If the sale of your previous residence has fallen through or if your completion date is too far off to allow for the purchase of a new house, bridging loans may also be beneficial.


If you are considering downsizing due to the size of your current home or the desire to live without a mortgage, a bridging loan could provide a solution. It enables you to transition into your new, smaller home while waiting for your old one to sell.

After the old house is sold and the old mortgage is paid off, you can use the remaining lump sum to pay off the bridging loan, which will leave you without any debt.

Auction finance

Typically, you are given a limited time frame of 28 days (20 working days) to finalise your purchase after the auction. Typically, the available time to apply for a mortgage is insufficient, leading to the utilisation of bridging finance to bridge the gap.

If you have already found a property you’re interested in bidding on and can provide the maximum bid you’re willing to make, many lenders will be open to providing indicative terms before the auction date.

This information is not legally binding, but it can provide you with a well-informed estimate before the auction. It will give you an idea of whether you can secure the desired loan amount and the potential cost involved.

Non-regulated Bridging Loans

It is important to note that if you obtain a bridging loan against a property that is not occupied by you, your partner, or a family member, it is unlikely to be regulated by the FCA.

The regulation of loans can vary depending on certain factors. For instance, loans secured on personal property, with a value exceeding £25,000 and intended for business purposes, may fall outside of regulatory oversight. Similarly, loans may be unregulated if they are provided to individuals considered to be high-net-worth.

This type of bridging finance is commonly used for the following kinds of property deals.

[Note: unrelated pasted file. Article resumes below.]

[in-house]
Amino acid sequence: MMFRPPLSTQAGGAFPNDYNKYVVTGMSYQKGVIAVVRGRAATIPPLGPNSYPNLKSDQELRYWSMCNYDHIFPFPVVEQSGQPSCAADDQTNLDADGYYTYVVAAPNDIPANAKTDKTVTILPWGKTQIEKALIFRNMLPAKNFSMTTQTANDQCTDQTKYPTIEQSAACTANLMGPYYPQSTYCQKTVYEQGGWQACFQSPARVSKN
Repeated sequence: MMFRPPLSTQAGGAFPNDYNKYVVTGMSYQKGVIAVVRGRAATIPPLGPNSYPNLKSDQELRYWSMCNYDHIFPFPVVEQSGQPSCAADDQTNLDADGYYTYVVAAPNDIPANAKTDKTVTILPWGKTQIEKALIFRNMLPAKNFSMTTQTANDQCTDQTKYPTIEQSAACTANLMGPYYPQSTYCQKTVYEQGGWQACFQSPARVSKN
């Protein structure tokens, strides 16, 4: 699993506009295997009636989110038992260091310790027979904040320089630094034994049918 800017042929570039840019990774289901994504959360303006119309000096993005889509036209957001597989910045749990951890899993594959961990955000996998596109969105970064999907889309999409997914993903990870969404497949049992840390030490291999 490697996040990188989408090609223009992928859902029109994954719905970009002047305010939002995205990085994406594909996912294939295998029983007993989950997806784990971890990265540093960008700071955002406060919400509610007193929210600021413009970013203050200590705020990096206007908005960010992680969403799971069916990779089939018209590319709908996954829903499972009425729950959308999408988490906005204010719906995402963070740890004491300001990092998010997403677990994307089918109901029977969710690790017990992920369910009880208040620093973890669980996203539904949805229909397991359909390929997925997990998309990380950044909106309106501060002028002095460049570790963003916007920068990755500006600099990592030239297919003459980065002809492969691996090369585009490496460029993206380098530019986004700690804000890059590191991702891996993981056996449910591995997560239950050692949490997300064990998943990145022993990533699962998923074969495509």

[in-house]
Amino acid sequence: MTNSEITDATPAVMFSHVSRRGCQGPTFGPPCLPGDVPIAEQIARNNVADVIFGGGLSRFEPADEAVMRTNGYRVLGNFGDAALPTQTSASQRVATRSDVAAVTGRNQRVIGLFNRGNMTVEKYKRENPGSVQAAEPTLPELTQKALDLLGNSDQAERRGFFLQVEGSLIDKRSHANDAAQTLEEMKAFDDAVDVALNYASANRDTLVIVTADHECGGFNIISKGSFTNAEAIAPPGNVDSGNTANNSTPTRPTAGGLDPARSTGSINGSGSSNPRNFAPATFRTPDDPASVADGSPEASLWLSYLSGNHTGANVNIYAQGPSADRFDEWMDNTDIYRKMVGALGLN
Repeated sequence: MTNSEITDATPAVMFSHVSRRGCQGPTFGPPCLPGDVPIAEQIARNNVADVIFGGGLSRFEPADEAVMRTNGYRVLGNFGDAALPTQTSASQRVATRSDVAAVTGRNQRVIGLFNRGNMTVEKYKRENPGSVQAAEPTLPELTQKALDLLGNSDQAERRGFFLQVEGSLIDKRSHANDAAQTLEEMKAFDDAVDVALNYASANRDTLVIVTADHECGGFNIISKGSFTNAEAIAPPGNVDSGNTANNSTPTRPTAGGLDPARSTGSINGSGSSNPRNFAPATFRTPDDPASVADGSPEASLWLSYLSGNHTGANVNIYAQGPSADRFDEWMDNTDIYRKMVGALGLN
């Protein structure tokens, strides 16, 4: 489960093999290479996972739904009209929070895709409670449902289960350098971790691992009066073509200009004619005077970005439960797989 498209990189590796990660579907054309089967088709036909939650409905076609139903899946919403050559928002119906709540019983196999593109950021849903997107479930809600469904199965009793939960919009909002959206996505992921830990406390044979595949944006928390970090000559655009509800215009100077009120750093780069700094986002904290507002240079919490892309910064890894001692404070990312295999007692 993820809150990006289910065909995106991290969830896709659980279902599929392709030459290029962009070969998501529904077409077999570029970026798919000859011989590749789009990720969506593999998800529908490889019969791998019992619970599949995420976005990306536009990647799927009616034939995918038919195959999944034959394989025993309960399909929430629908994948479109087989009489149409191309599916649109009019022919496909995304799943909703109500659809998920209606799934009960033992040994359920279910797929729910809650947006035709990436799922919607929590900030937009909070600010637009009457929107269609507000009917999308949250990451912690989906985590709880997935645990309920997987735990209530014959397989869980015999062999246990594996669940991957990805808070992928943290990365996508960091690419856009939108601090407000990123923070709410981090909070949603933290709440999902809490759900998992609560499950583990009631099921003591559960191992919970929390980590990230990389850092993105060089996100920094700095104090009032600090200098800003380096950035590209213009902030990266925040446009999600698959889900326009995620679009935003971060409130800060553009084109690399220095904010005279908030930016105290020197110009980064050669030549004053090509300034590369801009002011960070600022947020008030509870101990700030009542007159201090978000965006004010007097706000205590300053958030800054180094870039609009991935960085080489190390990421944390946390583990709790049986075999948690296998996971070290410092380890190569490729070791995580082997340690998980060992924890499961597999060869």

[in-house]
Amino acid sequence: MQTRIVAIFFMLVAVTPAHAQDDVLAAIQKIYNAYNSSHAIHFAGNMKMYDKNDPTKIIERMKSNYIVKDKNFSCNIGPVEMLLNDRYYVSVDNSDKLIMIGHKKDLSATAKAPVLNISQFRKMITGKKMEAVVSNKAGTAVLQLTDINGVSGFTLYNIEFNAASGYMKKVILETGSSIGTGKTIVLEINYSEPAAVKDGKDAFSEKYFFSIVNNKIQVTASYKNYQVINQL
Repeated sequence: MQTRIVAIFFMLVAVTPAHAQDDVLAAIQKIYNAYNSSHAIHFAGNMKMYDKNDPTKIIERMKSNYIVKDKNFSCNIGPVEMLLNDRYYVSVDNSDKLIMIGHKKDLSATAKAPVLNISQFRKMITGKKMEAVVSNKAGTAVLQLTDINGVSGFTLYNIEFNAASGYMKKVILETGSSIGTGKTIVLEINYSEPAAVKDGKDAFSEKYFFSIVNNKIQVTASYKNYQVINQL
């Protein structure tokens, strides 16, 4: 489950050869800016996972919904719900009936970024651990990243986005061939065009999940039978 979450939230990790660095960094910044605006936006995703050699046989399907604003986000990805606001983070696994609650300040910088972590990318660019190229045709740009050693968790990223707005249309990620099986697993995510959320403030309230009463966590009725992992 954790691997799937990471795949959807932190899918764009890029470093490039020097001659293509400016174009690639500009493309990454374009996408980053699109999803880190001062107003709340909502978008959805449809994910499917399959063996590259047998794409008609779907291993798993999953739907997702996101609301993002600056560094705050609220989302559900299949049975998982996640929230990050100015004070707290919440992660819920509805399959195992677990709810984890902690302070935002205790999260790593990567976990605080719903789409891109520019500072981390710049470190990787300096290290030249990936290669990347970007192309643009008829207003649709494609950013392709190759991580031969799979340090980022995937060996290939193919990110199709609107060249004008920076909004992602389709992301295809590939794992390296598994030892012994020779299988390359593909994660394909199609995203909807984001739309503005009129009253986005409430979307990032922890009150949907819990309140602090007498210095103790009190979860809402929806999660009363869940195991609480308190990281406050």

Property refurbishment

If you are planning on refurbing or converting a property, it may not be eligible for a standard mortgage.

This may be the case if the property:

  • Is derelict
  • Does not have a kitchen or bathroom
  • Is valued below £50,000
  • Has structural defects

A bridging loan can help you finalise the purchase and bring the property up to a standard that is eligible for a mortgage. Afterwards, you have the option to obtain a mortgage or sell the property in order to settle the loan.

Auction finance or investment properties

When purchasing property at auction for rental purposes or as a refurbishment project for resale, it is typically necessary to finalise the purchase within 28 days (20 working days) of the sale. There is insufficient time to apply for a mortgage.

A bridging loan provides the flexibility to meet your purchase deadline and then refinance with a buy-to-let mortgage, or carry out the planned refurbishment work and sell the property.

Bridging loans secured on other assets

In addition to property, bridging loans can also be secured against other valuable assets. This particular form of bridging finance is typically not subject to FCA regulation.

Other assets bridging loans can be secured against include:

  • A business
  • Boats and other high-value vehicles
  • Stocks and shares
plans of a house on table with a pencil

Commercial Bridging Loans

Suppose your company needs short-term finance for reasons such as purchasing new premises, buying stock, or investing in a new business opportunity. In that case, a commercial bridging loan can provide the necessary assistance.

Commercial bridging loans function similarly to other forms of bridging finance, with the distinction that the loan is secured against assets owned by a business rather than an individual.

Bridging finance is utilised by a wide range of businesses, with a notable preference among commercial property developers.

Commercial property development finance

For commercial property developers, bridging finance provides a way to proceed with new developments when other funding options are unavailable. It is possible to secure the loan by leveraging both the new development and existing lots in your portfolio.

Experienced developers have the opportunity to secure a bridging loan that covers up to 100% of their development costs.